Myanmar rejects UN findings in Rohingya genocide report

The government denies any allegations of purported genocide of Muslim-majority Rohingya by Myanmar armed forces.

Rohingya refugees in Bangladesh [Showkat Shafi/Al Jazeera]
More than 700,000 Rohingya were forced to flee, with many ending up in neighbouring Bangladesh [Showkat Shafi/Al Jazeera]

Myanmar‘s government has rejected a United Nations’ report on mass killings and gang rapes of Rohingya, which calls for Myanmar officials to face genocide charges over their campaign against the Muslim minority.

On Wednesday, a senior spokesperson for the government denied the UN‘s findings, calling the allegations false, the state-run Global New Light of Myanmar newspaper reported.

“We didn’t allow the FFM (the UN Fact-Finding Mission) to enter into Myanmar, that’s why we don’t agree and accept any resolutions made by the Human Rights Council,” Zaw Htay said in the newspaper

Htay said Myanmar has “zero tolerance for human rights violations”, adding that his country has an “accountability and responsibility framework regarding human rights issues.”

“We shall take any action against violation of human rights”, Htay said. 


He also said the country has set up its own Independent Commission of Inquiry in “response to the false allegations by the UN agencies and other international agencies”.

On Monday, UN investigators said they had found Myanmar’s armed forces had taken actions that “undoubtedly amount to the gravest crimes under international law”, forcing more than 700,000 Rohingya to flee starting in late August 2017.

Speaking in Geneva on Monday, Marzuki Darusman, the mission’s chairman, said his researchers amassed evidence based on 875 interviews with witnesses and victims, satellite imagery, and verified photos and videos. 

Marzuki said victim accounts were “amongst the most shocking human rights violations” he had come across and would “leave a mark on all of us for the rest of our lives”.

Its assessment suggests crimes against the Rohingya could meet the strict legal definition used for genocide in places such as Bosnia, Rwanda and Sudan’s Darfur region.

The team cited a “conservative” estimate from aid group Reporters Without Borders that some 10,000 people had been killed in the violence, but outside investigators have had no access to the affected regions, making a precise accounting elusive, if not impossible. 


The UN report said military generals, including Commander-in-Chief Min Aung Hlaing, must face investigation and prosecution for “genocidal intent” in Myanmar’s northern Rakhine state, as well as crimes against humanity and other war crimes in the states of Kachin and Shan.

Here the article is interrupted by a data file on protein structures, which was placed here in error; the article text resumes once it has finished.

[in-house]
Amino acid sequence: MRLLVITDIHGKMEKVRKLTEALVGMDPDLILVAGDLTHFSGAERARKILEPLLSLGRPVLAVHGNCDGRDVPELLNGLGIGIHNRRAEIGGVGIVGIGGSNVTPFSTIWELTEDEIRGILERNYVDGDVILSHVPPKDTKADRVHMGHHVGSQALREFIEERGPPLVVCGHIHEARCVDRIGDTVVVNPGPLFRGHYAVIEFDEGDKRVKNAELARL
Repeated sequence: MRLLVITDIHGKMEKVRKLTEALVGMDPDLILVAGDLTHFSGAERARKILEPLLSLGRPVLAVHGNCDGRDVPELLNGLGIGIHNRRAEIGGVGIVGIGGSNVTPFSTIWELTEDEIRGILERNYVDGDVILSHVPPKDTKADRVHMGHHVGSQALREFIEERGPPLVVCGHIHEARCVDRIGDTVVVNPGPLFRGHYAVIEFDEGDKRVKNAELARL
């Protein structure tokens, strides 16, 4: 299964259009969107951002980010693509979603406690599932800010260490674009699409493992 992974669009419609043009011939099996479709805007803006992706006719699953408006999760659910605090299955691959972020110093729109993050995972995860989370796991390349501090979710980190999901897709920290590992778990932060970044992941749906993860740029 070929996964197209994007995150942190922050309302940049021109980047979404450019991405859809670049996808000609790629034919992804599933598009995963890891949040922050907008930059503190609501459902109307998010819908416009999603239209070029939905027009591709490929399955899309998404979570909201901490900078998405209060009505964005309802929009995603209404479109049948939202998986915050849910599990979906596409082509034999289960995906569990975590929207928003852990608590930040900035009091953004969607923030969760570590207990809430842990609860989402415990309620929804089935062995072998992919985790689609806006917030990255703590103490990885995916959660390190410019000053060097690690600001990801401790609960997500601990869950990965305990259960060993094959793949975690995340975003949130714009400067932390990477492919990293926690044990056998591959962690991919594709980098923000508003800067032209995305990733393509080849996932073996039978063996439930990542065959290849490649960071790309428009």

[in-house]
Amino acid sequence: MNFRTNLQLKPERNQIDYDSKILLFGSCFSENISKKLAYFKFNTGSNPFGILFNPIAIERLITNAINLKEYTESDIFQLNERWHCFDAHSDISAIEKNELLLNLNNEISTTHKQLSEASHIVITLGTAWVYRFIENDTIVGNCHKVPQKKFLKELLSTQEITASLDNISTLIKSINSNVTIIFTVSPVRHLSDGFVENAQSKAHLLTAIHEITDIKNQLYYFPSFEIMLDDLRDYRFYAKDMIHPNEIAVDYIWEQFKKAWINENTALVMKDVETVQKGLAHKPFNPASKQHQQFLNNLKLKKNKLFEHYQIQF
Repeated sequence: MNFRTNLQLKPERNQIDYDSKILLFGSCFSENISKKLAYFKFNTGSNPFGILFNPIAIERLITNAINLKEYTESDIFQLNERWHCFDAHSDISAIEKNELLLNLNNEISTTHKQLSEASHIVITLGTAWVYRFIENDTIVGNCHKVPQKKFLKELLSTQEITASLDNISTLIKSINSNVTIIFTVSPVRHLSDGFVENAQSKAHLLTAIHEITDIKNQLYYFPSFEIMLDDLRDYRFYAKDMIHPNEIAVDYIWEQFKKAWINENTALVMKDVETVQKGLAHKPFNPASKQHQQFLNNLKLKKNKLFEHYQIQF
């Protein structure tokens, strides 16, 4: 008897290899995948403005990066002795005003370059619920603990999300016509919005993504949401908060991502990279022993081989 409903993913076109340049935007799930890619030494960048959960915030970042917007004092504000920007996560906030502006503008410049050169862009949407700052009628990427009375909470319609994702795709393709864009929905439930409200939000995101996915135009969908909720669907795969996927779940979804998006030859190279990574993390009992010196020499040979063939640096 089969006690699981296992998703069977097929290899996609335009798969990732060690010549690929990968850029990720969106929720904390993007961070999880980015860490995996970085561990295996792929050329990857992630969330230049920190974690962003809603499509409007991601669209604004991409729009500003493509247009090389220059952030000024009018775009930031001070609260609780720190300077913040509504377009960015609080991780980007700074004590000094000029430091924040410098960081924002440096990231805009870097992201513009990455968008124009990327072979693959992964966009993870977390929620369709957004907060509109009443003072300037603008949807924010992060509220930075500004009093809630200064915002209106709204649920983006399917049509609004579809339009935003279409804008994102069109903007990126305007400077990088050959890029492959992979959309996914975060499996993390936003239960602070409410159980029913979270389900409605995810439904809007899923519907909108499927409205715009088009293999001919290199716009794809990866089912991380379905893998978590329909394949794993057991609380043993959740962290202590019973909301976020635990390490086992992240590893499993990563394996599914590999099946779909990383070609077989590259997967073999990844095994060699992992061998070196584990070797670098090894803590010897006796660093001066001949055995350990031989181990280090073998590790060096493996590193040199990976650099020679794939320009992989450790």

The report singled out Myanmar’s military, known as the Tatmadaw, but added that other Myanmar security agencies were also involved in abuses.

Myanmar UN Ambassador Hau Do Suan questioned the report’s, saying that Myanmar “did not accept the mandate of the mission because we have our concern about the mission’s impartiality.”

Following the release of those findings, several countries in the UN Security Council – including the US, Britain, France and Sweden – called for Myanmar’s military leaders to be held accountable.

China and Russia, both permanent members of the Security Council, said they prefer engaging in dialogue with Myanmar in an attempt to resolve the issue.

It is currently unclear if the International Criminal Court (ICC) has jurisdiction over the crisis since Myanmar is not a signatory to the court.

However, the crisis spilled over into Bangladesh, which is part of the ICC, possibly allowing for legal action to be taken.

Facebook pages

The government spokesperson also heavily criticised Facebook for its removal of the pages Myanmar’s army chief and other high-ranking military officials.

“We have many questions regarding the removal of these Facebook accounts and pages, such as: why did they ban, further details on the reasons of banning and how can we retrieve these accounts and pages,” Htay said.

Facebook undertook action last week, months after the UN said hate speech against the Rohingya was spread on Facebook, playing a major role in the humanitarian crisis.

Marzuki Darusman, chairman of the UN Independent International Fact-Finding Mission on Myanmar, said in March that social media had played a “determining role” in Myanmar.

“It has … substantively contributed to the level of acrimony and dissension and conflict, if you will, within the public. Hate speech is certainly, of course, a part of that. As far as the Myanmar situation is concerned, social media is Facebook, and Facebook is social media,” he said.

At the time, Facebook said “there was no space for hate speech” on its platform.

Source: Al Jazeera